Ready to Fix the U.S. Healthcare System?
If a man who has made $2 million a day for every day of his life can’t fix the troublesome healthcare system, who can?
Maybe someone who predicted the revolution in healthcare years ago.
An orthopedic surgeon with years of experience observing what was coming over the healthcare horizon, Dr. Alejandro Badia, Co-founder and Chief Medical Officer of OrthoNOW, recognized that the increasing healthcare costs and dysfunction in the system could be solved through the efficiency and cost-effectiveness of the corporate world.
Early on Badia broke with convention and foretold the possibility of saving patients time and money by cutting out the middleman.
And here we are eight years later.
In February 2018, the legendary Warren Buffet, along with powerhouses Amazon and JP Morgan Chase, announced that his next undertaking would be tackling the country’s healthcare mayhem.
“Such a move has been in the making for some time. This is a powerful announcement that packs an emotional punch for patients,” said Badia. “People have been looking for some reprieve, and this very early step from Buffet, Jeff Bezos and Jamie Dimon provides at least a sigh of relief that someone will give this behemoth of a problem their all.”
And yet there is a vacuum — one which means medical business opportunities are a great option.
“Still,” said Badia, “the group has yet to provide any details on their undertaking. Doctors in the trenches know very well healthcare costs are astronomical and unfair, and that things are not improving. And while third-party payers have their own immense expenses, ultimately, the costs are born by the insured and their employers.”
And what costs they are! According to the Centers for Medicare and Medicaid Services (CMS), national health expenditures grew 4.3 percent to $3.3 trillion in 2016, or $10,348 per person, and accounted for 17.9 percent of gross domestic product (GDP).
And with the system throwing curve balls left and right, it’s good to have someone like Badia, who has been ahead of the curve for several years.
“This healthcare environment means there are novel medical business opportunities available for many parties,” said Badia. “At OrthoNOW, for example, we have been able to strip out unnecessary costs by eliminating paperwork and streamlining the process. A patient comes in, is evaluated by an orthopedic expert, has an X-ray onsite and leaves with medication. This contrasts with the ER, where an orthopedic person is typically unavailable, and the patient is ultimately referred to a specialist, who in most instances cannot see the patient for a couple of weeks. In many cases, not getting the correct diagnosis from the beginning ends up complicating the problem and resulting in unnecessary costs.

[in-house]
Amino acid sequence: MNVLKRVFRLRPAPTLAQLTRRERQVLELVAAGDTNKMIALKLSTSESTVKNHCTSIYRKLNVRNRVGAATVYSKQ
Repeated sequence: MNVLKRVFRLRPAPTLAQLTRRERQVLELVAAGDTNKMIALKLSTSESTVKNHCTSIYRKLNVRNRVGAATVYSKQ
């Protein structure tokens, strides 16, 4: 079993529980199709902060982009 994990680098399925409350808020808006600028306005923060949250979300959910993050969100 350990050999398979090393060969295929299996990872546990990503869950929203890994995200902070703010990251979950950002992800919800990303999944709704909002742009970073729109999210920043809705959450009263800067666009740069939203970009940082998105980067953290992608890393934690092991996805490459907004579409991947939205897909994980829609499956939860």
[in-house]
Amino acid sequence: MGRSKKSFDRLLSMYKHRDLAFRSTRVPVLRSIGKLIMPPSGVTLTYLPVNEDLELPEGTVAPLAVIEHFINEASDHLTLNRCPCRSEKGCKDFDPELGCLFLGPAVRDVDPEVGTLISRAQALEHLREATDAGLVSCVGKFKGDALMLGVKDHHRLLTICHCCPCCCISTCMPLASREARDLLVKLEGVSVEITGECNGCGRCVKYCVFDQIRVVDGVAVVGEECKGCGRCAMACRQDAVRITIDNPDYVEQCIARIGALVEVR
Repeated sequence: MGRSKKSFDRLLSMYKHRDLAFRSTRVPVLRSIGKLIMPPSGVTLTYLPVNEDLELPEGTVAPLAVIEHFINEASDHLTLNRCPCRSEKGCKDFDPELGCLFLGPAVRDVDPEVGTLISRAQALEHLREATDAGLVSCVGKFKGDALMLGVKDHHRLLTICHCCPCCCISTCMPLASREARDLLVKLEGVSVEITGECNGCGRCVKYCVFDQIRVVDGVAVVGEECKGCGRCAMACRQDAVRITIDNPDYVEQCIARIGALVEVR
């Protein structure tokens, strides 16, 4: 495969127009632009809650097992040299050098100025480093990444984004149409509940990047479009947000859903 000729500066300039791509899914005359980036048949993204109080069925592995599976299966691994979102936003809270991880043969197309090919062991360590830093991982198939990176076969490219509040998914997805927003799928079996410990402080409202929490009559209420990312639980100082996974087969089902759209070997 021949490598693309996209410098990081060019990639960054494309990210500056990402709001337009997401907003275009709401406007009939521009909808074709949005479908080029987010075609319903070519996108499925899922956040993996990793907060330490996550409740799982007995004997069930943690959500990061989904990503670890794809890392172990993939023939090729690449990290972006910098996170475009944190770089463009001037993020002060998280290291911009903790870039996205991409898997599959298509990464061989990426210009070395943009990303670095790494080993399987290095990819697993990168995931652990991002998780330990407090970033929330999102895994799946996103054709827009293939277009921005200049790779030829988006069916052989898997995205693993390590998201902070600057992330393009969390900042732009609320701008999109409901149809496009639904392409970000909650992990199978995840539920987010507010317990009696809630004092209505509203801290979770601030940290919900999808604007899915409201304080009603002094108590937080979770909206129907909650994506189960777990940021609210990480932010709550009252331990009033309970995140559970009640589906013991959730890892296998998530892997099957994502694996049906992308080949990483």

“The key to the Buffet/Amazon/JP Morgan announcement is that it’s making businesses sit up and pay attention, with the sentiment that it needs to somehow join in this effort. It is hard to ignore this triad, which comes with millions of employees and a market value in the trillions. To date, the Buffet/Amazon/JP Morgan announcement has little meat on the bones. However, the paradigm shift in how much of the marketplace is dictated by insurers has begun,” Badia continued. “This is because ultimately patients and employers pay the premiums, and the so-called consumers may make increasing demands that they get more bang for their buck. Specialized walk-in care centers are great medical business opportunities now and are well positioned to gain in such an environment because they increase the efficiency of that type of care by at least one order of magnitude.”
Some have speculated this could take insurers out of the system.
“We may end up in a system where doctors and patients are dealing with one another more directly and the middleman — the insurer — plays a much smaller role,” said Badia. “The overarching issue with healthcare costs is that no one has performed a thorough assessment of how healthcare is delivered. Also problematic is the fact that we have a system of gatekeepers and generalists making the initial decisions, which is counterproductive because there is so much complexity; it is critical to get the appropriate specialists involved early on. This is not a problem with medical business opportunities like OrthoNOW, as the model provides for the immediate intervention of the provider who is most suited to help a given patient.”
Another possibility? Amazon could be the one selling you that hip implant. An article on vox.com hints at the possibility that the company may “… break into both healthcare administration and the distribution of equipment, drugs and devices.”
“If that happens, we may see a complete reshuffling of the day-to-day practice of medicine in this country,” said Badia. It’s difficult to foresee all the possible effects, but one is for sure: the healthcare segment will continue evolving and medical business opportunities will continue to grow while they try to fill in the gaps in the current marketplace.”
I’d bet a month’s premium on that.